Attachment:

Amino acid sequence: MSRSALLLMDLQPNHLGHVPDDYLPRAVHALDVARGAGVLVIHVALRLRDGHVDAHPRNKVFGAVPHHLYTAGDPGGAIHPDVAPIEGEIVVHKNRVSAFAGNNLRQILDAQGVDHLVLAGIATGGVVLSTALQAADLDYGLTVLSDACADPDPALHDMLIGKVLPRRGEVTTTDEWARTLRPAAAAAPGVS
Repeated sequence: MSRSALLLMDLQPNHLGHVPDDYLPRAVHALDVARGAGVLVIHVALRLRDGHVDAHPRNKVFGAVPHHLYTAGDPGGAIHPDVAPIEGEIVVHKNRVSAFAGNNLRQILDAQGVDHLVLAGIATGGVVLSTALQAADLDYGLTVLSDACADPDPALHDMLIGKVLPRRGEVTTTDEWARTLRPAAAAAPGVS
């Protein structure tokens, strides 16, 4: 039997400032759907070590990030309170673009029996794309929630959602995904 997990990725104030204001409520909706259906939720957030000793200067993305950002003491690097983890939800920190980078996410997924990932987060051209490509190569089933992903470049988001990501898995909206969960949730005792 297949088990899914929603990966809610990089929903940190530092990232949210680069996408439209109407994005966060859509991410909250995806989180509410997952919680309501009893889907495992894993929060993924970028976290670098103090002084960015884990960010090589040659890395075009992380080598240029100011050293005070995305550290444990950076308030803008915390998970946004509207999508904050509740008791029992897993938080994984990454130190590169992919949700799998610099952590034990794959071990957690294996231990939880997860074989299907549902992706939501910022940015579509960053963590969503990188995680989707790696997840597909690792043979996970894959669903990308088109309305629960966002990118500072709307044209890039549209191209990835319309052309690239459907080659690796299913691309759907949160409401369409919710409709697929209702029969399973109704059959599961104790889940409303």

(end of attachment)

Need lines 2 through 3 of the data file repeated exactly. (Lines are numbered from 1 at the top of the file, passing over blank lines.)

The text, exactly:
Repeated sequence: MSRSALLLMDLQPNHLGHVPDDYLPRAVHALDVARGAGVLVIHVALRLRDGHVDAHPRNKVFGAVPHHLYTAGDPGGAIHPDVAPIEGEIVVHKNRVSAFAGNNLRQILDAQGVDHLVLAGIATGGVVLSTALQAADLDYGLTVLSDACADPDPALHDMLIGKVLPRRGEVTTTDEWARTLRPAAAAAPGVS
């Protein structure tokens, strides 16, 4: 039997400032759907070590990030309170673009029996794309929630959602995904 997990990725104030204001409520909706259906939720957030000793200067993305950002003491690097983890939800920190980078996410997924990932987060051209490509190569089933992903470049988001990501898995909206969960949730005792 297949088990899914929603990966809610990089929903940190530092990232949210680069996408439209109407994005966060859509991410909250995806989180509410997952919680309501009893889907495992894993929060993924970028976290670098103090002084960015884990960010090589040659890395075009992380080598240029100011050293005070995305550290444990950076308030803008915390998970946004509207999508904050509740008791029992897993938080994984990454130190590169992919949700799998610099952590034990794959071990957690294996231990939880997860074989299907549902992706939501910022940015579509960053963590969503990188995680989707790696997840597909690792043979996970894959669903990308088109309305629960966002990118500072709307044209890039549209191209990835319309052309690239459907080659690796299913691309759907949160409401369409919710409709697929209702029969399973109704059959599961104790889940409303």